Archives For September 2010

“We’ve cut down to one a month, with the compost,” says Isabelle Moncion, proudly stating how many garbage bags she and her boyfriend are producing, thanks to Compost Montreal.  While many now take recycling for granted in Montreal, composting is still in its early stages.  More and more, however, people are taking responsibility for the waste they produce and this is precisely the market that entrepreneur Stephen McLeod and Compost Montreal have stepped in to serve.

“It’s quite a grey area as far as doing business goes.  It’s an environmental business and I don’t think there are a whole lot that are quite the same as we are,” says McLeod who started out in 2007 with a small-scale residential compost collection service powered by nothing more than a bicycle, a trailer, and a heavy duty garbage container.

McLeod had originally branched out as an entrepreneur in his previous field as a Montreal bike messenger, but quickly found that even an innovative approach was not enough to make it in the competitive bike messenger market.  He would need to try something else. “We composted when I was kid,” says McLeod. “It was just normal for me and certainly I always wanted to do something that was going to be, you know, helpful.”

Sitting in the meeting room of an apartment turned office space in Saint-Henri, conversation is briefly interrupted by the sound of a freight train rumbling by.  The goateed McLeod then turns in his chair to point out the areas on a Montreal map that his company has grown to serve, including Saint-Henri, the Plateau, Notre-Dame-de-Grâce, Rosemont, Outremont, Villeray, and Hochelaga.

Compost Montreal logo

Compost Montreal logo by Lucas Fehr (Lucworks), copyright Compost Montreal

“We just very recently celebrated our 1000th residential client,” says McLeod, which represents about 75 percent of the company’s business.  And that client base has been growing fast mainly by means of the company’s website and word-of-mouth.  “Within the second quarter of 2009 we were running about half the residential [clients] that we are now.”

At five dollars per week, this means Compost Montreal is taking in about $260,000 annually from the residential service.  The company also offers a slightly discounted $60 for a 13-week full season commitment. The remaining 25 percent of the business lies with commercial and institutional clients.  “We want to focus our efforts more on the diversification, developing the commercial, the institutional and then working with the cities as well to get more centralized plans of services up and running.”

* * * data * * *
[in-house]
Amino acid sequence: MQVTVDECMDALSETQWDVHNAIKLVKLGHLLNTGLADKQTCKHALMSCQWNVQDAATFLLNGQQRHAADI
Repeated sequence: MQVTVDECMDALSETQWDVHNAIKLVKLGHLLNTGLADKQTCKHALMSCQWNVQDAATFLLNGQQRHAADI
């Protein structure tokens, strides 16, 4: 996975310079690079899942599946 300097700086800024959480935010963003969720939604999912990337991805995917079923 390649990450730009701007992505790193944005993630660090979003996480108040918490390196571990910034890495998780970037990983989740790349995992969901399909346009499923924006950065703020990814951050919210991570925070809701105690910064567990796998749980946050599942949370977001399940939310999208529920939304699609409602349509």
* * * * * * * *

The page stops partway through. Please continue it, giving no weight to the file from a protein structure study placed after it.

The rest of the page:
McLeod didn’t really have a business strategy in the conventional sense when he started out.  “I sort of went pretty intuitively,” he says.  “A big advantage I had in being able to do that was that I didn’t really have any start up capital.”

“I think that’s a very valuable exercise, to start with nothing and see if you can actually generate something that’s going to allow you to arc and generate proper working capital,” says McLeod, “rather than starting with money from wherever and running the risk of messing up.”

Matthew Bruno, one of Compost Montreal’s eight employees is happy with the way the business is going. “I could not ask for a better job,” says Bruno. “Everyone here is easy going, enthusiastic, pretty knowledgeable and of course, super friendly.  The work is never the same and the company is still young so things are changing quickly and evolving nicely. We are all building this business together.”

At one garbage bag per month, customers like Isabelle Moncion must be feeling pretty good about themselves, and even though Compost Montreal isn’t selling it, that feeling may just be the most valuable product they offer.

Sound: Listen to Stephen McLeod tell us about his favourite part of the job and about just what happens after you put your compost bucket on the doorstep (hint: it starts with “s” and ends with “ustainability”), enjoy!

Thanks to Nick Ward for the interview sounds.